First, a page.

Archive for the ‘Memories’ Category
Heading west, New York to San Francisco today, back to work. The persistent, angry wasp of my Iphone at 4am assured me that my vacation was, indeed, over.
No complaints, though. Had a great break. Went to Hawaii, had time with Annie, swam in the Pacific, and stared into middle distance quite often. It was peaceful, and quite wonderful. It was the type of vacation….my dad never had.
We did things like drive from our home near Chicago to a place called Bliss Musky Lodge, in Wisconsin, and check into a cabin by a lake. It was one of those places a travel brochure would try to throw a gloss on by calling it “pleasantly rustic.” I recall it had indoor plumbing.
I was maybe three or four, in the embrace of the exuberance of youth, and its concomitant lack of caution. I was on the dock, calling to my mom, who was stridently urging me to be careful. This exchange was conducted while I was looking at her on the shore, walking backwards—off the dock.
I hit the water and began to drown. My beloved sisters, both older, charged down the dock to help. Kathy, who had longer arms, got to me first and in her desperation to save me, she pulled me up rapidly, and banged my head into the bottom of the dock and dropped me back in the water. Not her fault of course. She was just trying to help. Given my pain in the ass status of being a baby brother, I’m sincerely grateful to both of them that they didn’t just throw me an anchor and sing loudly to muffle my cries for help.
My long suffering dad had just settled into a lawn chair with the sports section, a beer and a cigarette, which meant he was ascending rapidly into his version of heaven, and most likely about to close his auditory portal to anything resembling the pitch of my mother’s voice, when the splashing and the shouting ensued.
He had been in the Navy, and was a good swimmer. His specialty was the breaststroke, which he called the “Hudson River Crawl.” He explained he and his mates used it when they would swim in the Hudson off the Manhattan docks. The sweeping motion of the stroke would push the garbage out of the way. He hit the water, fully clothed, and churned his way over to the dock like a motorboat, and hauled his son’s sorry ass out of the lake.
His clothes, hat and shoes hung on the drying line for the rest of the day, a sheepish reminder to me to look in the direction I was walking, especially around water.
We upgraded vacation-wise, over the years. Mom and dad were determined us kids would see the country, so our family mounted an all out assault on the American west. Dad built a box, painted blue, a 1950’s, thoroughly non-aerodynamic version of the present day Thule cargo carriers, and bolted it atop our Plymouth Belvedere, or Oldsmobile F-85 station wagon. We bought a couple tents, and headed for places like the Grand Canyon and Yellowstone Park.
Dad had only two weeks off, and year after year he spent them behind the wheel. He was an amazing, driving machine. My mother would make lettuce sandwiches, slathered in mayonnaise, on white bread, which would get soggy and delicious in the heat and humidity of the car. Dad would munch on these, smoke Camels, and just drive from campsite to campsite. I suspect he drove with such purpose because there was a measure of peace there for him. There was no air conditioning in the car, and the roar of hot wind as we made our way through the roasting, endless fields of Kansas in August may have presented him with a white noise respite from, well, everything. That, and the promise of a six pack of Schaeffer beer, which would be the first thing opened at the campsite after the tents.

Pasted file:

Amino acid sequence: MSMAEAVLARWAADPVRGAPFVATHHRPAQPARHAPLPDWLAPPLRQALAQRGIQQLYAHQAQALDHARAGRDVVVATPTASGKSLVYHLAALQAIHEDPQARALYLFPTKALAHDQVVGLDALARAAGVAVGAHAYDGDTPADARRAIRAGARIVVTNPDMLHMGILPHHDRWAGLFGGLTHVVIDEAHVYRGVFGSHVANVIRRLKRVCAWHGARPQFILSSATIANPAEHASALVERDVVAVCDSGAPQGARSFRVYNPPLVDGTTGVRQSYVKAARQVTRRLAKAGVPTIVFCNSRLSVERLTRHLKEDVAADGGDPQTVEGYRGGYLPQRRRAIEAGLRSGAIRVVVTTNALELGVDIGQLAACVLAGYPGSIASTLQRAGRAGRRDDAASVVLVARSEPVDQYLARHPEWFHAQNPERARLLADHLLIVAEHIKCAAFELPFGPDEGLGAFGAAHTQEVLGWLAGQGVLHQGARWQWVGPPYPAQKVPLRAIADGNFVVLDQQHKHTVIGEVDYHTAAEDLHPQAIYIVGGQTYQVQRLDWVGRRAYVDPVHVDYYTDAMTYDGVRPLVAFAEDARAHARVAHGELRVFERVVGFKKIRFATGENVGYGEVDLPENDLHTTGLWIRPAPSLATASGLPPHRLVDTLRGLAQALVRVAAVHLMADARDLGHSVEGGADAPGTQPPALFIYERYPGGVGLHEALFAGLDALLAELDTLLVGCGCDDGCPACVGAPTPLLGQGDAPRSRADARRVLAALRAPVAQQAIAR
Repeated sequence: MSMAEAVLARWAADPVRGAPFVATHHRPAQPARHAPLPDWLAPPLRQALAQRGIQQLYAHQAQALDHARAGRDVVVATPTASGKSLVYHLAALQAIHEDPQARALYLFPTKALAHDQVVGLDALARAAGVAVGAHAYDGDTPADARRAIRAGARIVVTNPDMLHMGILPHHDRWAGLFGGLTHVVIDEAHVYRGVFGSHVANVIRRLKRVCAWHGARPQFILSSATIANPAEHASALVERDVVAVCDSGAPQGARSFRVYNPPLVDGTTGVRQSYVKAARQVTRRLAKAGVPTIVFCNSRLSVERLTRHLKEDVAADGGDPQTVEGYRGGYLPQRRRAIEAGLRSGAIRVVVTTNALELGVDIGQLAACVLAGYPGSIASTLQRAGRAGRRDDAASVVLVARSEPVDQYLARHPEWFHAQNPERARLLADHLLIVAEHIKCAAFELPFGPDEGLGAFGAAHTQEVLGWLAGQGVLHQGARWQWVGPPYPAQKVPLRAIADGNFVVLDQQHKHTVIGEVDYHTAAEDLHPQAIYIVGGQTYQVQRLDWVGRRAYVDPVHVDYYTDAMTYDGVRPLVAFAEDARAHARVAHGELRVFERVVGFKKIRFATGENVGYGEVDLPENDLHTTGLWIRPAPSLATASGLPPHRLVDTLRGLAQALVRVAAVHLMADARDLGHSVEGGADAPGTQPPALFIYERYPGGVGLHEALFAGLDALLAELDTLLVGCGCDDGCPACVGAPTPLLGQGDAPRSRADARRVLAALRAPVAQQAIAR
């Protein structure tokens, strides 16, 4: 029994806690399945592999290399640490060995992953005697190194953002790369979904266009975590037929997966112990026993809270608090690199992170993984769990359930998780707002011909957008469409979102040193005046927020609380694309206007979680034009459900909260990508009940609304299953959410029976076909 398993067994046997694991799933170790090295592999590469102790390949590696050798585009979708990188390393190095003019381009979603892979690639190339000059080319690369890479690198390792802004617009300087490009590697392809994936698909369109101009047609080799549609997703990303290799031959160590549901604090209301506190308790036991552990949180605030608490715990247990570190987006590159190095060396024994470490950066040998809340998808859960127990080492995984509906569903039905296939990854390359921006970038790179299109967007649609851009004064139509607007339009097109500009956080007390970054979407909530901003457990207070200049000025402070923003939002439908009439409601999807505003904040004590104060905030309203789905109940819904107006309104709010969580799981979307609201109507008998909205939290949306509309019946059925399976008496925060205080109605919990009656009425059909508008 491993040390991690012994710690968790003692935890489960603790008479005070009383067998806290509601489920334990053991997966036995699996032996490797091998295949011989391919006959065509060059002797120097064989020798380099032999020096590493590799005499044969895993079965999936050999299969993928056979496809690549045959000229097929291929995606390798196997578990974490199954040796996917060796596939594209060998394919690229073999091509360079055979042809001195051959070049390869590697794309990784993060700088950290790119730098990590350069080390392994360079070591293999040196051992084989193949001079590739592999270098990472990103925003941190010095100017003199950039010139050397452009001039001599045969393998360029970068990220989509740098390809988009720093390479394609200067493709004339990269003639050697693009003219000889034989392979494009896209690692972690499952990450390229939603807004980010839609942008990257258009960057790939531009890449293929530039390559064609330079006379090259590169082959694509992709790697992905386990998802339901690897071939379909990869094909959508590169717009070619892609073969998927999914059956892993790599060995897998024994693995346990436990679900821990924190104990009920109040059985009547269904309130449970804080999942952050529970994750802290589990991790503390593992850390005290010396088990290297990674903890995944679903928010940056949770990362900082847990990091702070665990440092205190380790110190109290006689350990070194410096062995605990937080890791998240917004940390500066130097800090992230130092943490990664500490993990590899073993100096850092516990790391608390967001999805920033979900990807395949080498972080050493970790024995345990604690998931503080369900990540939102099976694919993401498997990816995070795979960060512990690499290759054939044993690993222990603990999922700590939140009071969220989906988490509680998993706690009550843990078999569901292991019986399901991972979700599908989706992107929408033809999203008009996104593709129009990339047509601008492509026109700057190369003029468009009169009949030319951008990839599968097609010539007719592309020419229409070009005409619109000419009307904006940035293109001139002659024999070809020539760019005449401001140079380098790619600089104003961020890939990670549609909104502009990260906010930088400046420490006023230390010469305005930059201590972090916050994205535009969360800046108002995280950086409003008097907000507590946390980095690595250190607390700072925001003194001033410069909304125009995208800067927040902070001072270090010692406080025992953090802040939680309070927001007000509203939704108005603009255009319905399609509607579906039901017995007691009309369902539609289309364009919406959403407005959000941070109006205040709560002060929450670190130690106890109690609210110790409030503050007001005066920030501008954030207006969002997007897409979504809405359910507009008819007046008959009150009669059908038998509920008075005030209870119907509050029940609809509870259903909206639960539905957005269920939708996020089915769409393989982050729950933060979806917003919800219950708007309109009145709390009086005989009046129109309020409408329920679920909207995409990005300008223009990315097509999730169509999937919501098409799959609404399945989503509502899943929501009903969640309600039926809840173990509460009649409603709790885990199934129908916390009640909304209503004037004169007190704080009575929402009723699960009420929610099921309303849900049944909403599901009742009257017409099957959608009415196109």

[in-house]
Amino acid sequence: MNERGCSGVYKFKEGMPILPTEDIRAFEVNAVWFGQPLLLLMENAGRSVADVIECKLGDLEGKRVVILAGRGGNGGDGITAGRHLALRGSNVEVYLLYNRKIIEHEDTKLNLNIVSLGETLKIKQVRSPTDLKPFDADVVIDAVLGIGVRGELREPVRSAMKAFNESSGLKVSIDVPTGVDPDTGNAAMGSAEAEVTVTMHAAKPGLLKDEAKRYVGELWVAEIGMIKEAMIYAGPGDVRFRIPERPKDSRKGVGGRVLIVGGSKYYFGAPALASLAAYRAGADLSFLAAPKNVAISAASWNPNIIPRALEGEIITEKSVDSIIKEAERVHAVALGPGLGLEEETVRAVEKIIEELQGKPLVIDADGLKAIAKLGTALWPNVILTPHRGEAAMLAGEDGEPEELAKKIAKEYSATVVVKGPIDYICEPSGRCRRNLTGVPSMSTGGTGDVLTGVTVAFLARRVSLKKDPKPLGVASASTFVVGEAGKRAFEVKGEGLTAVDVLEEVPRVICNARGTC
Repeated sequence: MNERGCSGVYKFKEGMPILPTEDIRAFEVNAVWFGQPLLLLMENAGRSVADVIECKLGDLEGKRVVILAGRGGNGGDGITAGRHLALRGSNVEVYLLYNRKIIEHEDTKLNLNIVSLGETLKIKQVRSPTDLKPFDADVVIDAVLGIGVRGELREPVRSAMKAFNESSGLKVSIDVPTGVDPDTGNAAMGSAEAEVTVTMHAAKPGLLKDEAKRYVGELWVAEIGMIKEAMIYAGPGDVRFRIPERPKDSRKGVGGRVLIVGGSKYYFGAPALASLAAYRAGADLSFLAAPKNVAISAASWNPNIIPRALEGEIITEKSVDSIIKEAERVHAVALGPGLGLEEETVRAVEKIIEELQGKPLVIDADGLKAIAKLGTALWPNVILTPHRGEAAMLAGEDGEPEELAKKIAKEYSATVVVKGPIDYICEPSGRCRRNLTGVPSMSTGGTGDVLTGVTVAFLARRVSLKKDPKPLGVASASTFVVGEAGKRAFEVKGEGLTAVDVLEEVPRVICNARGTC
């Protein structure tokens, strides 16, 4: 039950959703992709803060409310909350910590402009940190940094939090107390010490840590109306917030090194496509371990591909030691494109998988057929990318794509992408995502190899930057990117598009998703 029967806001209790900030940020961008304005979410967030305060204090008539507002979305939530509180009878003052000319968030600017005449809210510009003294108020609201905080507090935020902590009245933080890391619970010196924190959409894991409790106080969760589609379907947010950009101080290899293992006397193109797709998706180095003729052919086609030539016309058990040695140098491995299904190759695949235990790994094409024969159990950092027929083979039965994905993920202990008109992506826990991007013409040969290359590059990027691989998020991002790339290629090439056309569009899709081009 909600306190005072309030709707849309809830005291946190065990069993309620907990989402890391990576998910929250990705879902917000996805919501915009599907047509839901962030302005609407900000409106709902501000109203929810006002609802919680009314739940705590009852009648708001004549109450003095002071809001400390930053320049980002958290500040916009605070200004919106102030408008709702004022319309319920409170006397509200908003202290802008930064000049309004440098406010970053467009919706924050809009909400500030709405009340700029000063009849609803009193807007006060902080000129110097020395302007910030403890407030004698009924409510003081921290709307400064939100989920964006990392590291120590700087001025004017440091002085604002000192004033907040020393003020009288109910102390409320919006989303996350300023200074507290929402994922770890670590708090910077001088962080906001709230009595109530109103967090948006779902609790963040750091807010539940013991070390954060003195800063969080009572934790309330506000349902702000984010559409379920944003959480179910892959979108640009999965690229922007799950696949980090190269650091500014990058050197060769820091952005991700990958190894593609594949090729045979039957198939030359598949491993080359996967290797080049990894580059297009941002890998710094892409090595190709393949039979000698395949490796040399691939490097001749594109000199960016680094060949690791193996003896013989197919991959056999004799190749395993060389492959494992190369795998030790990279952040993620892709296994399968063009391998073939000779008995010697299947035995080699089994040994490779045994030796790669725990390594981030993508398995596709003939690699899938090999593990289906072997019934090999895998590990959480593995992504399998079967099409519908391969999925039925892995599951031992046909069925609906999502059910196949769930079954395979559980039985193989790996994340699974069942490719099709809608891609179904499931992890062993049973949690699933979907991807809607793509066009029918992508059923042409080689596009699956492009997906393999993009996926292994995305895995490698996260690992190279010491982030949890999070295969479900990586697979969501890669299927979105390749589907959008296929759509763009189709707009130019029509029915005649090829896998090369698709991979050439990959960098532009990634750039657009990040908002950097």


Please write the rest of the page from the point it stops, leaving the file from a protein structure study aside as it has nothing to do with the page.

Rosemary and Kathy would be in the backseat, managing our dog’s drool, and I would sit in front next to mom, who used my left leg as a squeeze toy every time Dad would pass a truck at what she considered was an ill advised speed. Which was often. He never really listened to anyone, no matter how well meaning or shrill, when he was behind the wheel. He was the captain of that big boat of a car, and it was definitely talk to the hand time. Which of course made my mom even more bat shit crazy than she ordinarily was.
And then, uncomplainingly, he would go back to work. He would pick up his banged up briefcase, don his suit and a fedora, get on a train, and go back at it. (A hat was just part of the uniform. He felt it unprofessional to not wear one. During the summer, he would sport a straw boater for his commute.) His work animated his life, and gave him purpose. It also consumed him, at the same time it gave him a reason to live. Even in the days of his sickness, bald, his body riddled with various cancers and the almost equally vicious effects of the chemotherapy of that era, he got on a train. As he liked to say, he just wanted to “keep an oar in the water.”
He was a happy warrior of his day. He came out of the service, got a job and a family, and figured if he worked hard, everything else would get solved. I’m glad I have that old briefcase of his, hanging on my wall. It was part of his armor, a shield he wielded just as gallantly as the heroes of yore in the battles of legend.
The more the working world evolved, and grew steeped in paperwork and the complex pursuit of profits, the more it disappointed him. His advice to me was to “hang out your own shingle.”
I did that. Just like his briefcase, it’s pretty battered, but it’s still on the door. Thanks, dad.
Back in the day, when us photo folks toiled away in blessed obscurity, off in the corner of the corporate picture, there were characters. Jim Kenney, the picture editor of Newsweek, was certainly one of these.